OLEAN - New studies from the Centers for Disease Control and Prevention and Substance Abuse and Mental Health Services Administration show that people with mental illness are 70 percent more likely to smoke cigarettes than others.
May is National Mental Health Awareness Month. Southern Tier Health Care System Inc. CEO Donna Kahm said it's a good time to remind the public that smoking is the number one cause of preventable death in New York.
"Smoking kills an average of 25,000 New Yorkers each year," she said. "These are all preventable deaths and we have an obligation to help those who want to quit, particularly those struggling with mental health issues."
The studies found that people with mental illness smoke nearly half of all cigarettes produced, but are only half as likely to quit as other smokers. As a result, they are also more likely to die prematurely from smoking than from their mental health condition.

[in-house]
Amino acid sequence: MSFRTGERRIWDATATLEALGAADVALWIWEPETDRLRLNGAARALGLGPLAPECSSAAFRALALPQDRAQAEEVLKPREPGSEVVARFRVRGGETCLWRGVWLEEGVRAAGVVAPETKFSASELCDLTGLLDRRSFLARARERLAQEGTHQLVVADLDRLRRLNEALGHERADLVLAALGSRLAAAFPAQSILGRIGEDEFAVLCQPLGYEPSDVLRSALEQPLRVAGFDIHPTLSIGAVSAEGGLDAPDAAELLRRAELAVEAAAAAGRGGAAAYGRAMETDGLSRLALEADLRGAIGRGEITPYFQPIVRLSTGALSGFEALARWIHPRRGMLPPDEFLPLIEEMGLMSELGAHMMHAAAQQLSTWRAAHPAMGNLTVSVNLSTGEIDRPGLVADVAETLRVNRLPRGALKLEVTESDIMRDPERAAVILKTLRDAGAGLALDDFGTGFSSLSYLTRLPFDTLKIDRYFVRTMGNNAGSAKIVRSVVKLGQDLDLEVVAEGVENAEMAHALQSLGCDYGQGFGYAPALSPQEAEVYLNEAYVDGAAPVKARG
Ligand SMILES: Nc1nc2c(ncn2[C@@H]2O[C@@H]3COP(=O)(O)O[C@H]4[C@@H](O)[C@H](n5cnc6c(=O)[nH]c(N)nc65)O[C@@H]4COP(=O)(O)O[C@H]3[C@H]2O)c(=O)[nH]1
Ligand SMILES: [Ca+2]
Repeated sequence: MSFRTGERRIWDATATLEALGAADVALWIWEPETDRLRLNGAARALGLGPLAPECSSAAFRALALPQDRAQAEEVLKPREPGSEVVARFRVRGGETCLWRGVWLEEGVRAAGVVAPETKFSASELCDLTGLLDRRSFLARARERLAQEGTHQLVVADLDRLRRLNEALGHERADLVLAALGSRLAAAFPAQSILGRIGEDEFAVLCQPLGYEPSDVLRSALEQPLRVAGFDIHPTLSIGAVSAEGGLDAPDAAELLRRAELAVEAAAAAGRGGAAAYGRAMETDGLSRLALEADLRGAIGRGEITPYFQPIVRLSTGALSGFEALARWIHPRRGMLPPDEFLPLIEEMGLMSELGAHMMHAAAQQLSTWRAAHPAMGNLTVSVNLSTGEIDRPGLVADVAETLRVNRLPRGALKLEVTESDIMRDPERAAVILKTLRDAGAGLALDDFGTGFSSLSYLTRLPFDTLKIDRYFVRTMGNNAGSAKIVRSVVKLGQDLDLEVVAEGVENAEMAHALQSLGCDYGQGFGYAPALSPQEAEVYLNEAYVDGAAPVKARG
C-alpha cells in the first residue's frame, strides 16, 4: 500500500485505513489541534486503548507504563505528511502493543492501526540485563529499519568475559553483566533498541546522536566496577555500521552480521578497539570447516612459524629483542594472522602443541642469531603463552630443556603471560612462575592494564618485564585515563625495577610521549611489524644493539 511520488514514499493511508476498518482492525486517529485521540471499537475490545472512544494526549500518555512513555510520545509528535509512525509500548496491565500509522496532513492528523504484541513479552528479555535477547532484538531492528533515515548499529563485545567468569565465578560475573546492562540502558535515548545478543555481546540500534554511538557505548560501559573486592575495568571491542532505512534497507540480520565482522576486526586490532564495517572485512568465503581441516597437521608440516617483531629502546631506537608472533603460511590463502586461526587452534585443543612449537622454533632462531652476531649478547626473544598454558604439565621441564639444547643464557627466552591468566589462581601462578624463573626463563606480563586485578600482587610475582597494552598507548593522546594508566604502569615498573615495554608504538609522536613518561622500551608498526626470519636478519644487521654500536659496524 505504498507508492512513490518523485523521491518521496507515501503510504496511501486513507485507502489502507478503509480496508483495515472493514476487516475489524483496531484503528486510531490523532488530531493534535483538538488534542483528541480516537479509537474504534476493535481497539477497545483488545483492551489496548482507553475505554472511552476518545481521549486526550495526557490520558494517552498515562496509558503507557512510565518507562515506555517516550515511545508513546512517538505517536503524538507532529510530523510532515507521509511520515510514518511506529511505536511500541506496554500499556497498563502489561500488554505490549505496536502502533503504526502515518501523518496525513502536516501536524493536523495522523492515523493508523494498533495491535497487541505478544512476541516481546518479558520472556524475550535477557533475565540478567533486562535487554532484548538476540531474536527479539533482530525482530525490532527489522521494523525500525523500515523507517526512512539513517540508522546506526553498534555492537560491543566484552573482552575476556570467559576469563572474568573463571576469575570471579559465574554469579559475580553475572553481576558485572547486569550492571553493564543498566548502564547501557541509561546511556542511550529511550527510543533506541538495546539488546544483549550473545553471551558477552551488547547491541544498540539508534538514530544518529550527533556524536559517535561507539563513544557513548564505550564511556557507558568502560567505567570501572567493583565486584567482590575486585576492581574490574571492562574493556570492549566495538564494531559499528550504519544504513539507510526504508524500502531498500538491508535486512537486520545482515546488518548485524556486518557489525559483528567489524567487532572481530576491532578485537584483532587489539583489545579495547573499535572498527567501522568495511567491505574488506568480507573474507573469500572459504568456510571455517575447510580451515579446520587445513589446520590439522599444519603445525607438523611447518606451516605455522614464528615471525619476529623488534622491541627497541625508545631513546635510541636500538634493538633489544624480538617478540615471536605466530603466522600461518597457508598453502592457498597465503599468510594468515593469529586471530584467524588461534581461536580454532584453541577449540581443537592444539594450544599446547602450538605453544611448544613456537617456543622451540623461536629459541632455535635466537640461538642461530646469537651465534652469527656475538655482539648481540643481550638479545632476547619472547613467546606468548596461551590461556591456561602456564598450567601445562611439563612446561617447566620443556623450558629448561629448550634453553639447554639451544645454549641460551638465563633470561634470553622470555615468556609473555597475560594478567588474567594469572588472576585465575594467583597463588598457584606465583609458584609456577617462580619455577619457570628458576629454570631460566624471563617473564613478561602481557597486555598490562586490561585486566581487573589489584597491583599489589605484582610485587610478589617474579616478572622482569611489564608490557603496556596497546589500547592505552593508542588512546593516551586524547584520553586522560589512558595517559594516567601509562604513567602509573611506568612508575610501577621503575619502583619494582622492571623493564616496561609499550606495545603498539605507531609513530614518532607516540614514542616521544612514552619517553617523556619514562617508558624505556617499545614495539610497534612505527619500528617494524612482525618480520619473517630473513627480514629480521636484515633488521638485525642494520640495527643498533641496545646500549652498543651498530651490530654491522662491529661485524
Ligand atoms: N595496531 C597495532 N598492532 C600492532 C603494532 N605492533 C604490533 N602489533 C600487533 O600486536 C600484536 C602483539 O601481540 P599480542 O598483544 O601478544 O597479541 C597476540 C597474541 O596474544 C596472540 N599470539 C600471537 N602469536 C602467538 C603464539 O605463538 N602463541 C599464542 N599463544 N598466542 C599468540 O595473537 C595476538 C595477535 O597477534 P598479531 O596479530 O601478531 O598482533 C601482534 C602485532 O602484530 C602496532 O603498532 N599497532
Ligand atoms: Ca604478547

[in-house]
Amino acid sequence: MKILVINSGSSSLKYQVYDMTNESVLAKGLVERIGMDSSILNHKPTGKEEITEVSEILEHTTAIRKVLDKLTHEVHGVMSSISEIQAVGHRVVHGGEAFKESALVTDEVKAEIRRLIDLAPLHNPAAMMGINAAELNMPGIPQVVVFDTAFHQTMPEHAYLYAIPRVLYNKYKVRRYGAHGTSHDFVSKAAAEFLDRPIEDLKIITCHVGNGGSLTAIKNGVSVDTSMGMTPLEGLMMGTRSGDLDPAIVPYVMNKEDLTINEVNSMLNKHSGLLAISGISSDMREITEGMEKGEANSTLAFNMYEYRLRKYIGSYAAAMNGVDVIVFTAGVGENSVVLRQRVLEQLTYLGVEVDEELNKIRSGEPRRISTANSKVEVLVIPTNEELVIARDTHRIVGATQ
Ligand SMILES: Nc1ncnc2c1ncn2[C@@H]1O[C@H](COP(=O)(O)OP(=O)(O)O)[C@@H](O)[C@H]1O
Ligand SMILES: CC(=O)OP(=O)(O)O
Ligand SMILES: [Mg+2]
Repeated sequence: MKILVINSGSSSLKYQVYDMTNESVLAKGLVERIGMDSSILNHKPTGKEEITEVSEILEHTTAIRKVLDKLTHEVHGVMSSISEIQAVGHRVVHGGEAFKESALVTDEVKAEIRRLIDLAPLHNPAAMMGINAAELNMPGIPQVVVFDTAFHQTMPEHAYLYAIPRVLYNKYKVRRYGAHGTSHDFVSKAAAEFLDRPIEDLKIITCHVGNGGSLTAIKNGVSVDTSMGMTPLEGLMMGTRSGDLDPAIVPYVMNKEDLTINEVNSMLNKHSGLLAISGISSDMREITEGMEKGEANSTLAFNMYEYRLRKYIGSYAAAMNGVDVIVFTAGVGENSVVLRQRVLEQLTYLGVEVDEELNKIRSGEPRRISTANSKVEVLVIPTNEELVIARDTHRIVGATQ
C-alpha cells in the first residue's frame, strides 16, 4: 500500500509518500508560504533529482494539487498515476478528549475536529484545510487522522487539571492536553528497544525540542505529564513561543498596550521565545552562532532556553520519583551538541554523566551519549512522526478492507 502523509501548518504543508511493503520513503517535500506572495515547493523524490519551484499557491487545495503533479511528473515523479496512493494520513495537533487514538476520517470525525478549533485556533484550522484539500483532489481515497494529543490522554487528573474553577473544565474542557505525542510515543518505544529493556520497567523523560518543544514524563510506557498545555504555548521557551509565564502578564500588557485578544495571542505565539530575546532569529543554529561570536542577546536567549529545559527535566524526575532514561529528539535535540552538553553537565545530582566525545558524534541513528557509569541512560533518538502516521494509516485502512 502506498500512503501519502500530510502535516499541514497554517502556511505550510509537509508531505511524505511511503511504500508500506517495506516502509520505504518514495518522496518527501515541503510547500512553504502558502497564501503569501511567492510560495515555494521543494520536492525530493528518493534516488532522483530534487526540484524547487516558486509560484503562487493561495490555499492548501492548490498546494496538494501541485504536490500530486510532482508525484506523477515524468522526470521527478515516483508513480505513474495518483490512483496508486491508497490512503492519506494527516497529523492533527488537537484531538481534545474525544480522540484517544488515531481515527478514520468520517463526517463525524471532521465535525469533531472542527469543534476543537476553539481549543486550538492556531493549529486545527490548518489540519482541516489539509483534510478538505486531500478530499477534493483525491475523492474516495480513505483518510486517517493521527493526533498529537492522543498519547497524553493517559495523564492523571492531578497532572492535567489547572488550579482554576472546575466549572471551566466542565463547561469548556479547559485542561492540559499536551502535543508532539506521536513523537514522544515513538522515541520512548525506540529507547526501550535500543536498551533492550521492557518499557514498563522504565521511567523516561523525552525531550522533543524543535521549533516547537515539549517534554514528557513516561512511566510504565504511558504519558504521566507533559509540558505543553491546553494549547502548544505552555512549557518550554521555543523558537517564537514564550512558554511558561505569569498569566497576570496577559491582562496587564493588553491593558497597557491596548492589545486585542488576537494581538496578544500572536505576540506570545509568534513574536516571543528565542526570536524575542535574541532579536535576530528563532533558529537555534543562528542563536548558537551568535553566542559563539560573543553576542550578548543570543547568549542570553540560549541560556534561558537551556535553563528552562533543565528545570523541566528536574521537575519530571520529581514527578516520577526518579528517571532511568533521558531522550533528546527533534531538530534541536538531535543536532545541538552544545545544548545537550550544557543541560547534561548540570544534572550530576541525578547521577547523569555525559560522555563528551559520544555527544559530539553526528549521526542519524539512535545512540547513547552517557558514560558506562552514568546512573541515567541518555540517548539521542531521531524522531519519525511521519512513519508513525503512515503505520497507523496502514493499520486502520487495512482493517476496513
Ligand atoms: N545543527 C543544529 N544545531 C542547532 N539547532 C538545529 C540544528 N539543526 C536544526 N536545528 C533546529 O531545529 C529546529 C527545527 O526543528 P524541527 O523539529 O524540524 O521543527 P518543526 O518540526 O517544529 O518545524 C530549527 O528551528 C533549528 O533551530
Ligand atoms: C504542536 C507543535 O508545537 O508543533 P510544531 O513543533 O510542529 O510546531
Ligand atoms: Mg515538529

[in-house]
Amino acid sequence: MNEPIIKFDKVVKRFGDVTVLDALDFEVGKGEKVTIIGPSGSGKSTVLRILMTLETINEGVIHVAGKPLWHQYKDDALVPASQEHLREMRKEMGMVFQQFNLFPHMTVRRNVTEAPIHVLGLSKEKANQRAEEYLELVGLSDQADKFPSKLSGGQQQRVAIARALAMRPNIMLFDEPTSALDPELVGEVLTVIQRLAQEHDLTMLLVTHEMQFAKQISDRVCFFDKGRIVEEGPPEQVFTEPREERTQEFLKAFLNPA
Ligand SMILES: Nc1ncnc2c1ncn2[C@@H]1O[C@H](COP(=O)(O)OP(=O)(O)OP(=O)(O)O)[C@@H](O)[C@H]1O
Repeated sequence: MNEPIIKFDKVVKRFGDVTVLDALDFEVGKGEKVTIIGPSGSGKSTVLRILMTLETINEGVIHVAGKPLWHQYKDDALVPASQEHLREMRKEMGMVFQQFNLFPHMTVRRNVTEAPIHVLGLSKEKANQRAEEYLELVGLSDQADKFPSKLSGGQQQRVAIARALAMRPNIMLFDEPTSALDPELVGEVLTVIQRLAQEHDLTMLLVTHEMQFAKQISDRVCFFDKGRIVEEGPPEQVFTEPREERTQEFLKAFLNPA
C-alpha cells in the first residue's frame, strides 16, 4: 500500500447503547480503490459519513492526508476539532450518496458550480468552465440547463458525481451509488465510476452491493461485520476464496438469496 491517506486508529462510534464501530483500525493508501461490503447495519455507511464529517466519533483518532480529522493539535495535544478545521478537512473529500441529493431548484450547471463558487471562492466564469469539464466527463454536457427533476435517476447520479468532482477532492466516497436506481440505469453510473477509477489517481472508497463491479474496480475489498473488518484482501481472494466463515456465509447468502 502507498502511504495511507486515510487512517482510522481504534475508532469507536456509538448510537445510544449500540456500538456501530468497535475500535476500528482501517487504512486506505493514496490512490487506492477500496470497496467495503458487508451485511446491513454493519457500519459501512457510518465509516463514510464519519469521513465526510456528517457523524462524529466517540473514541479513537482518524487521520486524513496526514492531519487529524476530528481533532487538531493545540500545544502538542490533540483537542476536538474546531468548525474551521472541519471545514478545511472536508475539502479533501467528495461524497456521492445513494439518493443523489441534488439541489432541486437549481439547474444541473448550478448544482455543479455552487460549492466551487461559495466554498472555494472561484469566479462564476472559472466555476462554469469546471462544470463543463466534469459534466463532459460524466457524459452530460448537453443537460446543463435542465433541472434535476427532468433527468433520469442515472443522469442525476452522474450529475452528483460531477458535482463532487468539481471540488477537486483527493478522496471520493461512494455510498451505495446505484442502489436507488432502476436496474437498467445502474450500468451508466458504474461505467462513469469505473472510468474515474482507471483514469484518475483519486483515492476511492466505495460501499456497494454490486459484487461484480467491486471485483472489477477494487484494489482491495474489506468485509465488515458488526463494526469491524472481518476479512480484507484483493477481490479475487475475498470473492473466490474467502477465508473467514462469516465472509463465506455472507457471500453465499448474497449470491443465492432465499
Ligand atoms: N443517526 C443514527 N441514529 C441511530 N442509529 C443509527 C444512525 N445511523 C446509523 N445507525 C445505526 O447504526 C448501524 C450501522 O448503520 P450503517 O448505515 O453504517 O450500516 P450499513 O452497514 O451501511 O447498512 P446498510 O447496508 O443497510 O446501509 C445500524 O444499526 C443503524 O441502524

Most alarming is data from a New York state survey that suggests that smoking rates among people with mental illness have not changed over the past 10 years while the smoking rates among people with no mental illness has decreased.
National Mental Health Awareness Month is the perfect opportunity to look at all the issues surrounding mental health. Many smokers who struggle with mental health issues want to quit, but are less likely to quit and may need additional support and cessation assistance.
The most effective method to quit smoking or using tobacco utilizes a combination of counseling, social support and nicotine-replacement cessation medication. Discussions about mental health care should include smoking cessation and how to address this serious health issue.
Talk to your doctor about quitting. For additional coaching and tips, contact the New York State Smokers' Quitline at 1-866-NYQUITS (1-866-697-8487) or visit www.nysmokefree.com.